So where is McDonald’s top-line expansion coming from? The brand has taken a multi-pronged approach to driving check and capitalizing on a confident customer. Currently, it’s comprised of 60 percent mix and 40 percent pricing for the brand—a relatively consistent equation throughout 2019. Between delivery and the self-order kiosks found in Experience of the Future stores, McDonald’s generally sees a higher number of customers per ticket than it used to.
BTIG analyst Peter Saleh estimated Thursday in a note that average check increased 7 percent (4.2 percent menu mix and 2.8 percent pricing). All dayparts had positive comps while traffic continued to decline, and McDonald’s lost share at breakfast given it’s the only daypart with positive traffic.
Kempczinski said the chain hasn’t been a “one-trick pony” when it comes to lifting check. Delivery, for one, is generating orders roughly twice the size of dine-in. Dynamic Yield, McDonald’s $300 million acquisition last year, is leading to add-ons thanks to its suggestive selling capabilities at the drive thru (deployed in nearly all outdoor digital menuboards in the U.S. and Australia, or 10,000 domestic locations). The kiosks have resulted in larger orders, too. McDonald’s $1 $2 $3 value menu is also a helpful check builder given guests often tack on items to other orders. Pricing can’t be discounted, either. “The inflation that we’re seeing out there, particularly on the labor side that does get priced through, and so I think as we head into 2020, the conversation we’ve been having with franchisees … is we’ve just got to make sure that we have balance. We need to have a balance between check growth and we need to get to transaction growth, and that’s what everybody in the U.S. is working toward right now,” Kempczinski said.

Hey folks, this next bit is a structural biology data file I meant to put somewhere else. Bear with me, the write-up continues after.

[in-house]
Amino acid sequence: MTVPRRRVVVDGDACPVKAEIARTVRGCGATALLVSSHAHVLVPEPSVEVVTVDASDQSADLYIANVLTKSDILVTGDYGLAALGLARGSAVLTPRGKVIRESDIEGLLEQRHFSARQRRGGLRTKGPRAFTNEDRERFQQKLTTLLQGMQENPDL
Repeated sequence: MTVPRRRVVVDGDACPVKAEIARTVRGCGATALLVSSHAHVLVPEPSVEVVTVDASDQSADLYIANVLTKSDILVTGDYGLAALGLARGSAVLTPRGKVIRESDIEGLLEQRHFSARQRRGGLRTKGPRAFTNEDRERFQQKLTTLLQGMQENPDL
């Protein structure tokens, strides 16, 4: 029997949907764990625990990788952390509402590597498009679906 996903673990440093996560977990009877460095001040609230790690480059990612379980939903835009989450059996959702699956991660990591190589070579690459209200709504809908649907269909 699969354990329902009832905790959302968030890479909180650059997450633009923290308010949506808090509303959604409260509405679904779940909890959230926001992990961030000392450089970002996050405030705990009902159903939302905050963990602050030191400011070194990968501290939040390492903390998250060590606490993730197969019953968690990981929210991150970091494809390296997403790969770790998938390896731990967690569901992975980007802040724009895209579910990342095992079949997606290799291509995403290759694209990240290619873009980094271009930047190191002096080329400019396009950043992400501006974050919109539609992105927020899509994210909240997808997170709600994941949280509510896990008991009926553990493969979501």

As it has for some time now, the traffic conversation always back to breakfast for McDonald’s, an occasion that accounts for about 25 percent of total sales. Kempczinski said its U.S. segment “is centered on stemming” guest count declines at the daypart by focusing on running better operations, introducing new menu items, and offering “delicious food at a compelling price point.”
It’s a straightforward concept. “… we have a really good understanding of what it’s going to take for us to drive guest counts to positive in the U.S.,” he said. “It starts with breakfast. Breakfast is the only daypart in the industry that’s seeing traffic growth. We have to win at breakfast.”
“There’s obviously a lot of focus and attention that we’re going to be putting on that in 2020.”
Kempczinski said McDonald’s has a “pretty strong breakfast plan,” this year. He didn’t telegraph too many details, only to say there will be a combination of menu news, “some service things” and, naturally, the need to remain competitive from a value standpoint. “But there is a lot of other things that we still have on the calendar,” he said.
“And so, if you think about a couple of years ago, we talked about really focusing on food and it was going to be a focus on burger, chicken, and coffee,” Kempczinski added. “And I think you’re going to see for us, in 2020, that there’s going to be burger news, there’s going to be things that we’re doing there that continue to keep driving our [Quarter Pounder] business, which really has been a standout performer for us the last couple of years.”
He also spoke briefly about McDonald’s chicken plans, which have surged into the spotlight lately thanks to the battle between Popeyes and Chick-fil-A. The brand said earlier in the week its Crispy Chicken Sandwich product “might blow your mind.” Piloted in Knoxville, Tennessee; and Houston, there hasn’t been much follow-up to the potential timing of a larger rollout.
Kempczinski said Wednesday McDonald’s was “committed to really updating it and competing in an aggressive way in the chicken segment, so you should expect something there,” but didn’t share any dates.